2,283
16
Status
Resident [Any Field]
There's nothing like trying to find something wrong with somebody who is perfectly healthy.

Yeah yeah, I know...everyone has dysfunctions :rolleyes:

Okay, now I don't get it. I thought manipulations were done on people who had problems. What, your schools wouldn't let you scrounge up some unsuspecting patients on the street? Just kidding with you guys, our school probably wouldn't let us do anything to a real patient either.
 

24IdaFire

Member
10+ Year Member
7+ Year Member
Jan 11, 2006
166
1
38
Status
Resident [Any Field]
I think we have all just made up a dysfunction on the fly.

More than once I've had to diagnose someone who has no dysfunction, and just spat out T3 - T5 RrSl.

And more than once I was surprised when the OMM prof said, "You're absolutely correct."
 

Old_Mil

Senior Member
15+ Year Member
Nov 19, 2004
2,138
660
51
Earth
Status
Attending Physician
Wow, what am I getting into?
Medical school, it just so happens that this one has a Department of Witch Doctory. Just consider it another hoop to jump through on your way to an OMM-free future as a physician.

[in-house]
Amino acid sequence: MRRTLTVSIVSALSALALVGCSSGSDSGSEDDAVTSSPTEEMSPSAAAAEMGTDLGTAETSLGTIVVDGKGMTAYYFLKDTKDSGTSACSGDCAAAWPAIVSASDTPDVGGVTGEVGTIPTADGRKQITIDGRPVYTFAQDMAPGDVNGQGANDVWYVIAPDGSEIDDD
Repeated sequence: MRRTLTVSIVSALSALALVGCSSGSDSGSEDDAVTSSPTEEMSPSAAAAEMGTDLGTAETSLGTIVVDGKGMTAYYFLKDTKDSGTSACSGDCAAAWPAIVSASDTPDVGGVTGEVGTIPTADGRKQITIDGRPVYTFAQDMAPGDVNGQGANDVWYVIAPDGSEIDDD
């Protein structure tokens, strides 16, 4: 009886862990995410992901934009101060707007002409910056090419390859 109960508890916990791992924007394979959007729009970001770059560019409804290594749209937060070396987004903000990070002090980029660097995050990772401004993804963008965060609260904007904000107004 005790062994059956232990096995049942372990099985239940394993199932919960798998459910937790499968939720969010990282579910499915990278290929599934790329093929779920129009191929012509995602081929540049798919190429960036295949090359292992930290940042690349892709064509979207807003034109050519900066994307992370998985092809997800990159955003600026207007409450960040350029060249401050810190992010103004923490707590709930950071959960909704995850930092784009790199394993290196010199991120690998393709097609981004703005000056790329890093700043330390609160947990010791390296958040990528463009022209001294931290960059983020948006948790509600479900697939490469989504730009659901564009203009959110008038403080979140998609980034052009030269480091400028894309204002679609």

Just do the exact opposite of what the people in that Dept tell you to do with your career and you'll be fine.
 

zmeister22

10+ Year Member
Aug 13, 2007
213
1
Status
Medical Student
I have partners in class that are yoga people and are dysfunction free. The TAs and constantly trying to talk them selves into finding a dysfunction. "Well, she has no discomfort and the difference is nearly miniscule, but it is there." You know, if they want people to like OMM, they are going about it in entirely the wrong way.
 
About the Ads

brucecanbeatyou

10+ Year Member
Feb 11, 2008
567
1
Status
Resident [Any Field]